RecyclerView Adapters part 2: RecyclerView Cursor Adapter

In the Android platform, a CursorAdapter is an Adapter that exposes data from a Cursor object to a ListView widget. This second post about RecyclerView Adapters will explain on how to make a simple and reusable Cursor adapter yourself, and how to use it in your application. In a third post about RecyclerView Adapters, I’ll show a more advanced version of this CursorAdapter class.

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RecyclerView Adapters part 1: RecyclerView Array Adapter

Nowadays most Android developers use the new RecyclerView instead of a ListView or GridView. The RecyclerView widget is a more advanced and flexible version of ListView. This widget is a container for displaying large data sets that can be scrolled very efficiently by maintaining a limited number of views.

The sad thing is that Google didn’t provide us with a set af default RecyclerView Adapter classes to extend from, like they previously did for the ListView. The first one I’ll discuss is a RecyclerView Array Adapter, which allows you to easily bind a List of objects to your RecyclerView.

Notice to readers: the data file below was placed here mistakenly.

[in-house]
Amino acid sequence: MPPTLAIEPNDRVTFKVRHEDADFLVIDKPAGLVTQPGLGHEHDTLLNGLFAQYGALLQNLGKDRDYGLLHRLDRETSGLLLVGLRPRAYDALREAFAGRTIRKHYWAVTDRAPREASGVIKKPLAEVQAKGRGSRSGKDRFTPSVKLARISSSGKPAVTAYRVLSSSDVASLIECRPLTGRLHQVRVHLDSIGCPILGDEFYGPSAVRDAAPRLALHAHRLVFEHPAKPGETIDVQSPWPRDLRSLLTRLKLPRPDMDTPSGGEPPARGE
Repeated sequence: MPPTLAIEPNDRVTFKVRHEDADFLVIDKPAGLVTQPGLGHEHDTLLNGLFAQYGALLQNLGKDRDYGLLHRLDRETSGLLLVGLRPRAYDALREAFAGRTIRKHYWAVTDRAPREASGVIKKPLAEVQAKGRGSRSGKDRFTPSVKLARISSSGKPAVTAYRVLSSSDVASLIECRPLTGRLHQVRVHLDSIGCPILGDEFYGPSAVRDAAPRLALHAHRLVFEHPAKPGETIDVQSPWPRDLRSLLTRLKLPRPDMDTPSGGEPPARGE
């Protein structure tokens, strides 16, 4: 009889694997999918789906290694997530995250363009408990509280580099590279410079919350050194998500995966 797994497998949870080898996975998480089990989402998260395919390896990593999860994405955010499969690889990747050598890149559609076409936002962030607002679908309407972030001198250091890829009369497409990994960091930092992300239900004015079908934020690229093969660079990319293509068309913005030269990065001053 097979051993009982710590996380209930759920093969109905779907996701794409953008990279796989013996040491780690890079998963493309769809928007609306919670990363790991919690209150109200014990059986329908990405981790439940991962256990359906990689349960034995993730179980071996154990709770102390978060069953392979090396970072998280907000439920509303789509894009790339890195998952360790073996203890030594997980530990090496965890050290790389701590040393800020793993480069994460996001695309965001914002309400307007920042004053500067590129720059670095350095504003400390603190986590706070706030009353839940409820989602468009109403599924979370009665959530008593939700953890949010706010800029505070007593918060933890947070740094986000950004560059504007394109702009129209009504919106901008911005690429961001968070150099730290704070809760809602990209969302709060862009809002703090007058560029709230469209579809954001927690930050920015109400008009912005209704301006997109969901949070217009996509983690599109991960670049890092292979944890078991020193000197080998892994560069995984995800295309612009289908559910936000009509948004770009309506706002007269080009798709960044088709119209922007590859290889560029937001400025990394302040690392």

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Share private files with other apps: FileProvider

Sharing a private file with other apps, it’s a challenge every Android developer will have to tackle someday. You will spend hours on this, probably give up, and then finally end up on this blog to find out how to implement this feature.

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LinearLayoutICS, another great Class in the support library

swapCursor vs changeCursor, what’s the difference?

Implementing a ListView is probably one of the first things you do when learning Android development. At In the Pocket, we use them a lot. To make everything work as smooth as possible, all Android developer at In the Pocket agreed to use CursorAdapters as much as possible. You probably wonder why we do this? Continue Reading


Support v7 appcompat & options menu

Some time ago, Google made its own backport of the famous ActionBar. The times of ActionBar Sherlock are finally over, and that’s a good thing. There has already been written a lot about using the Support ActionBar, so I won’t bother you with that. I’m going to talk about a small detail, but yet a very important one: using the Options Menu.

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Something you must know about the AlarmManager class

If you already worked on a few Android applications, you probably also used the AlarmManager class to schedule alarms (like pending notifications). This all seems pretty straight forward, and it is, but there is a small detail you should know about and never forget when scheduling alarms.

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